The Aurora Borealis is a natural phenomenon that's out of this world – literally and can be seen in Greenland.
The shimmering bands of light that span the spectrum from lime green to crimson are actually the result of solar winds interacting with particles in the earth’s upper atmosphere, about 62 miles from the surface. The form, colour and level of movement of the auroras depends on the level of acceleration, excitation and ionisation of these particles. The Aurora Borealis and its southern cousin, the Aurora Australis, occur in high-latitude regions (around the Arctic and Antarctic respectively). These auroras are widely known as the Northern and Southern Lights.
Most of Greenland lies within the Arctic Circle, making it a prime location for watching the Northern Lights. The phenomenon is so widespread here that it has played a role in the traditional beliefs of the Greenlandic Inuit for generations. One legend tells that when the auroras appear in the sky, the dead are playing football with a walrus skull, while another contends that the lights are instead the spirits of babies who died at birth, dancing across the sky in the afterlife. Some groups here still believe that children conceived beneath the glow of the lights will be particularly intelligent.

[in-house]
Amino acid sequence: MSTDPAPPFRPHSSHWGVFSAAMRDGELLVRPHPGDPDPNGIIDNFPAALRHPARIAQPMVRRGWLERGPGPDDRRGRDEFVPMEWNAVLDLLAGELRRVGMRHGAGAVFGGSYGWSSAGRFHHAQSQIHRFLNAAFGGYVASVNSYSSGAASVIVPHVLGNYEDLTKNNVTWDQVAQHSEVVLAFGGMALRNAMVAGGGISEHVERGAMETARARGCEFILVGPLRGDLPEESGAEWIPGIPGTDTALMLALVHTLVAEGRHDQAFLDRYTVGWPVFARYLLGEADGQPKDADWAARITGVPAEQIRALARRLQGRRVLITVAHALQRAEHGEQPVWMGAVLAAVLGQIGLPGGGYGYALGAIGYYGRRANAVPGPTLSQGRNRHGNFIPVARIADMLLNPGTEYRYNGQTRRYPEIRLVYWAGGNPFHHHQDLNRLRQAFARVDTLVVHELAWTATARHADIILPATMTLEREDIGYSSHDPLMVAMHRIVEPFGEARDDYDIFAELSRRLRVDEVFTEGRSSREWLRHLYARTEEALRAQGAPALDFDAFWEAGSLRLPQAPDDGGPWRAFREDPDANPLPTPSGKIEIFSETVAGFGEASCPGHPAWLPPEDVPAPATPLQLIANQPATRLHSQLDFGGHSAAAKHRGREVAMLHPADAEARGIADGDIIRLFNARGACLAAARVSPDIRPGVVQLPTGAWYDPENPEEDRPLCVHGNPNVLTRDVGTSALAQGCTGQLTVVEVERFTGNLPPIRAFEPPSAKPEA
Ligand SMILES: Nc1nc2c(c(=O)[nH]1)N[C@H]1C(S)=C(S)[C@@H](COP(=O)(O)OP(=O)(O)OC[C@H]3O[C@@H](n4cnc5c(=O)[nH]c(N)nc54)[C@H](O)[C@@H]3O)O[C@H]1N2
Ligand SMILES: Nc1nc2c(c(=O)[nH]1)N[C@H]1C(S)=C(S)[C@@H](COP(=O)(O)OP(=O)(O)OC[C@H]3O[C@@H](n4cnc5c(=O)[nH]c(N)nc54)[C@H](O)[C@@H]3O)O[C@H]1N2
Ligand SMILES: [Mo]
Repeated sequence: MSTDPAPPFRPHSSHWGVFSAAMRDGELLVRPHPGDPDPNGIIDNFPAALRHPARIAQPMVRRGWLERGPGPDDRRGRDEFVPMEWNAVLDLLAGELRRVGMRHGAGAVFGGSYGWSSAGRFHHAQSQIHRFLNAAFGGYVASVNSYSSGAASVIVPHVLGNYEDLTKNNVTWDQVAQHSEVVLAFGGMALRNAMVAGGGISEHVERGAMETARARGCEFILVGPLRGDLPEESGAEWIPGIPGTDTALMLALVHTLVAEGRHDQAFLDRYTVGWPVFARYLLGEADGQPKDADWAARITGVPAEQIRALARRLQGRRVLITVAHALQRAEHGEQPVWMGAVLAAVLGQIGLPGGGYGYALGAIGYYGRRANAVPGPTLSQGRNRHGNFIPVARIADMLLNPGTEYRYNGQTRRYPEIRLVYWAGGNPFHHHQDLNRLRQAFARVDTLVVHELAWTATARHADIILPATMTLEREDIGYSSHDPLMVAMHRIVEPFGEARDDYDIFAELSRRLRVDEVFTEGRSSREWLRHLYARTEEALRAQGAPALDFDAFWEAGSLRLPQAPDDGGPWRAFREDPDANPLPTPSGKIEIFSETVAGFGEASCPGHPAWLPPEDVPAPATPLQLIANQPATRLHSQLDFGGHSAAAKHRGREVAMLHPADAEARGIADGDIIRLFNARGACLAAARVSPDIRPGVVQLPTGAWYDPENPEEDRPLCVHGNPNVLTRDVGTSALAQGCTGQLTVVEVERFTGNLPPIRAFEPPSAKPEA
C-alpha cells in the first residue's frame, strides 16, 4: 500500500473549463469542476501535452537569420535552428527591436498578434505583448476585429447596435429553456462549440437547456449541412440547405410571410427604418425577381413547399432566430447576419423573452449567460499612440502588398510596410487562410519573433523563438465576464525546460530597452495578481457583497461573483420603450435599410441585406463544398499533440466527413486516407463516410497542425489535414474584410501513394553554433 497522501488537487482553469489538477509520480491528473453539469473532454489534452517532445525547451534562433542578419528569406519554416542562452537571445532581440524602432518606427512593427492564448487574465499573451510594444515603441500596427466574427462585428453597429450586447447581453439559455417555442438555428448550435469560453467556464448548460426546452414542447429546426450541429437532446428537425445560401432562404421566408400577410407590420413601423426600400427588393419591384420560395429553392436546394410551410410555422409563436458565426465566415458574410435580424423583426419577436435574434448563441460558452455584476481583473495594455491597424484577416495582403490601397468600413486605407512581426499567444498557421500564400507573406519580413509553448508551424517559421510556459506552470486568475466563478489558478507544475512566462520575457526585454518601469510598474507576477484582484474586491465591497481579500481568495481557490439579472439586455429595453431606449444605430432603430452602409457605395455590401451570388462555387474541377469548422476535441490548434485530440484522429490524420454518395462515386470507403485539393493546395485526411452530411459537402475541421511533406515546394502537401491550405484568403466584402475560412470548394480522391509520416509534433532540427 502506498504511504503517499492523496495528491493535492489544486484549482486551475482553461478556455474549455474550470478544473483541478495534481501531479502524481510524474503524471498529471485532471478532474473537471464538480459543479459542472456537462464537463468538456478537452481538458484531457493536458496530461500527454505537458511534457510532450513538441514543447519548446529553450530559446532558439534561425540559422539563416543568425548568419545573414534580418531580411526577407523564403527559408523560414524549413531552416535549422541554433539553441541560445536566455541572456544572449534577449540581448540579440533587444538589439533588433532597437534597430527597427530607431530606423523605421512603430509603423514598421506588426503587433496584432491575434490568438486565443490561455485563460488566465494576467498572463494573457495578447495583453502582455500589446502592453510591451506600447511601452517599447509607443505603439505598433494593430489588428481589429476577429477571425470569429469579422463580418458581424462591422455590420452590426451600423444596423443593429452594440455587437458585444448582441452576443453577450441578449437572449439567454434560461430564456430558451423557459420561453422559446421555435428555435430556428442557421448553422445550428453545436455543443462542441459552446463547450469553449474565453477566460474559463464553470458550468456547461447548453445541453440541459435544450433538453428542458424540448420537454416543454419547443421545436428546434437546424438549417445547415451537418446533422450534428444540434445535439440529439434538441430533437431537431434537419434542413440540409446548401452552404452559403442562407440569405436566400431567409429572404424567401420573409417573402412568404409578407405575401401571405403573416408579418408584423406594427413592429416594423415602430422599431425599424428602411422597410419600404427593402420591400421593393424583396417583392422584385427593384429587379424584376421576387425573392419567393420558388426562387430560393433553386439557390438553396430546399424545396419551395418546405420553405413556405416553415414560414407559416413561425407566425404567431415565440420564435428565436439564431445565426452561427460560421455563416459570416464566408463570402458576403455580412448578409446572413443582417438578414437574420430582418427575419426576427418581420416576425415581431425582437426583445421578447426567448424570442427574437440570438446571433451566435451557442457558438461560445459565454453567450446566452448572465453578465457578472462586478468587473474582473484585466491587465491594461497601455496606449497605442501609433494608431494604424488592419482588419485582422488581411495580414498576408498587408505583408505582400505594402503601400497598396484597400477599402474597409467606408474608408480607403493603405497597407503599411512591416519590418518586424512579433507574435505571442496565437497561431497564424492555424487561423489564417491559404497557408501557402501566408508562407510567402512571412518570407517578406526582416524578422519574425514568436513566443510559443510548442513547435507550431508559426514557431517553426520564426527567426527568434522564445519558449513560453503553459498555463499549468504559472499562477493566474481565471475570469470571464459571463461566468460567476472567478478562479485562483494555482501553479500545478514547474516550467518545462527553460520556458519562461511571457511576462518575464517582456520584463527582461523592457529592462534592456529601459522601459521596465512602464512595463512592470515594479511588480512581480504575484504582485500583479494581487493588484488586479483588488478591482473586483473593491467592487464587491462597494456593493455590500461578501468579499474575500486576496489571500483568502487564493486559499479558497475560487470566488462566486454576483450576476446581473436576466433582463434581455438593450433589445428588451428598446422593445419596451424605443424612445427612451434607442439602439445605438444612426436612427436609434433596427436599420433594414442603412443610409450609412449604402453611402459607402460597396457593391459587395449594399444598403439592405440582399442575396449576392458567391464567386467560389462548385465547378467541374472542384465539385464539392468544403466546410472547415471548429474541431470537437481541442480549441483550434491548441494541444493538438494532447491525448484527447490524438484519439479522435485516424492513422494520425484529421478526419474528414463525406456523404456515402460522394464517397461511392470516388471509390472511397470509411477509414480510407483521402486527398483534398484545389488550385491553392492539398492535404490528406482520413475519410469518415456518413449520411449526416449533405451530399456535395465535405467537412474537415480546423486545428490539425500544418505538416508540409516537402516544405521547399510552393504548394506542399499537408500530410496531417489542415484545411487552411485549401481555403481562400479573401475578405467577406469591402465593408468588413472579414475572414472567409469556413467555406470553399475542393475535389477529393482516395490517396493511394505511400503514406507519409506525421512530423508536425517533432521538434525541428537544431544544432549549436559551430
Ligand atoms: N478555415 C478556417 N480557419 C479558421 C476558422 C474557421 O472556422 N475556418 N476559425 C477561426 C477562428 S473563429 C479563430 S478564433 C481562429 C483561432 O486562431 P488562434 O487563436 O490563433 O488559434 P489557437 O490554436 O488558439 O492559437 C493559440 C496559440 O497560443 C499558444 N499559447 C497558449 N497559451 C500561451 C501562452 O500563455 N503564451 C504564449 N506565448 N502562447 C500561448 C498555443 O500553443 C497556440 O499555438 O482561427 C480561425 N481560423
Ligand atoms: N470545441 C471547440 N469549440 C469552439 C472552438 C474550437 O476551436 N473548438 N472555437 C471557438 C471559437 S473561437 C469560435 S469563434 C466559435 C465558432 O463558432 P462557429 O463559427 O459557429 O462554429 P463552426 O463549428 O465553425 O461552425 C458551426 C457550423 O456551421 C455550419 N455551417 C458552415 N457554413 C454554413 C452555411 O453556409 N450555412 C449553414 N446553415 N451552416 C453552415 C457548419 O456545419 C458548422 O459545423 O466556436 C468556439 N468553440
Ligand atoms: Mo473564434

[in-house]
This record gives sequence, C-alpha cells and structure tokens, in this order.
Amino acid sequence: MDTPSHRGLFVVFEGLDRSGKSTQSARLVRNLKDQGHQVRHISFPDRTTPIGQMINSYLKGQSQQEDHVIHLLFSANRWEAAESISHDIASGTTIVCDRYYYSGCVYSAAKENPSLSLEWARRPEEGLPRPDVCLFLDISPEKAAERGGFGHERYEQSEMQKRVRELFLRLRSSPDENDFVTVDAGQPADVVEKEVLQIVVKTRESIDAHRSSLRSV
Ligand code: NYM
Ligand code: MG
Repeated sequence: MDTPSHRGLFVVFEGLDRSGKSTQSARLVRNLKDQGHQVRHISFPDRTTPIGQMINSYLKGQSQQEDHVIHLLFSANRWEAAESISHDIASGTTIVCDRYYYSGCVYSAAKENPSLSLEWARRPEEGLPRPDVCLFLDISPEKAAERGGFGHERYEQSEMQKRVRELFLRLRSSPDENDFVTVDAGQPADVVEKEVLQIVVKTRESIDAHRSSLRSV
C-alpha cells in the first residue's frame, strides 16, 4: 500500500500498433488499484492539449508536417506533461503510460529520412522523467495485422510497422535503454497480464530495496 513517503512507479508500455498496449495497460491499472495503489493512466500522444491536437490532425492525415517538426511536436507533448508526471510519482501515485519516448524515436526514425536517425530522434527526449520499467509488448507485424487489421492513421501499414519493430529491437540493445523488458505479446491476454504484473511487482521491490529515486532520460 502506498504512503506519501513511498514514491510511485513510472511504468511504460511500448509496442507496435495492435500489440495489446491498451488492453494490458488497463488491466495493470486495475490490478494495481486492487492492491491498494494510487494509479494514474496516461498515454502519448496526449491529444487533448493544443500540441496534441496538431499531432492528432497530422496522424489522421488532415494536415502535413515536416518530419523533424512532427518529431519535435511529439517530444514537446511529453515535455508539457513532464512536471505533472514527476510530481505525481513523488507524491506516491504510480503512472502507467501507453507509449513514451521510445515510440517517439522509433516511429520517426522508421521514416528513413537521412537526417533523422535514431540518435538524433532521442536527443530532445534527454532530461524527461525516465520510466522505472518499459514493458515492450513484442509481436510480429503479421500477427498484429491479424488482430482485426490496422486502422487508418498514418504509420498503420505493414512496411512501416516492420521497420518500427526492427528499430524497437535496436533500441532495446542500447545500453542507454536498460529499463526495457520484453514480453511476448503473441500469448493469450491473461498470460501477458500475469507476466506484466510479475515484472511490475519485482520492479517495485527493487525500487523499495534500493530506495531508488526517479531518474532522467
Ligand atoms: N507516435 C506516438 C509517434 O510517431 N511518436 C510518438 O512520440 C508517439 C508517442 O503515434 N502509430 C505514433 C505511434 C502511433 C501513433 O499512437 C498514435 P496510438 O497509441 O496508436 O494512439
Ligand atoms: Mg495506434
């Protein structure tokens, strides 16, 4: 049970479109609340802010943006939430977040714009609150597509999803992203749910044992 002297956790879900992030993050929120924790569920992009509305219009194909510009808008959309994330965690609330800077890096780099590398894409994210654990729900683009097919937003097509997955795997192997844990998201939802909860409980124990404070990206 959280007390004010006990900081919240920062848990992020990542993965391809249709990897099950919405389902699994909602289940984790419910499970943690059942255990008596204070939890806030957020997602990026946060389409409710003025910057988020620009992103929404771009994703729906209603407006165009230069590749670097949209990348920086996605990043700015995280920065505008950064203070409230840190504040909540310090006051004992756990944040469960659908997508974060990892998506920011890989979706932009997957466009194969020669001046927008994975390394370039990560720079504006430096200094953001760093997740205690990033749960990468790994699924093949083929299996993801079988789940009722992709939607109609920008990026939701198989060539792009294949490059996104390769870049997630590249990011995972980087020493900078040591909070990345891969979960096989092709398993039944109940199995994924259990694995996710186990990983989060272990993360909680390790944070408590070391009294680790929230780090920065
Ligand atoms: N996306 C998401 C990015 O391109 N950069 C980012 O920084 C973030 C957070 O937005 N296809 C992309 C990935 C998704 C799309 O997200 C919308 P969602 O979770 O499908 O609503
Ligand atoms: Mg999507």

Although auroras can occur at any time of day, sunlight renders them all but invisible, which means you’ll have to plan your safari to coincide with a time of year when the sun sets on Greenland. The island’s high latitude means it endures months of midnight sun which eliminates any chance of seeing the Northern Lights, as well as months of near-darkness which hamper wildlife sightings.
A trip that takes place when both day and night occur will ensure you make the most of your time in this beautiful polar destination. The advantage of ship expeditions is that you are often miles from any source of light pollution, and this combined with fair weather and a clear night sky provides the perfect conditions for viewing auroras.
Although the Northern Lights can start to be seen in most of Greenland from around August, when the summer begins to wane and the days start getting shorter, your best bet is to travel when winter has begun to set in a bit more.
As the year leads into December, daylight dwindles more and more until the sun peeks over the horizon for just a few hours each day, and in more northerly locations it may set for over a month at a time. The dark, clear, cloud-free nights that are conducive to viewing the Northern Lights usually last until the beginning of April. Visit our When to Go page or talk to one of our Destination Specialists for more information about ideal Northern Lights viewing spots.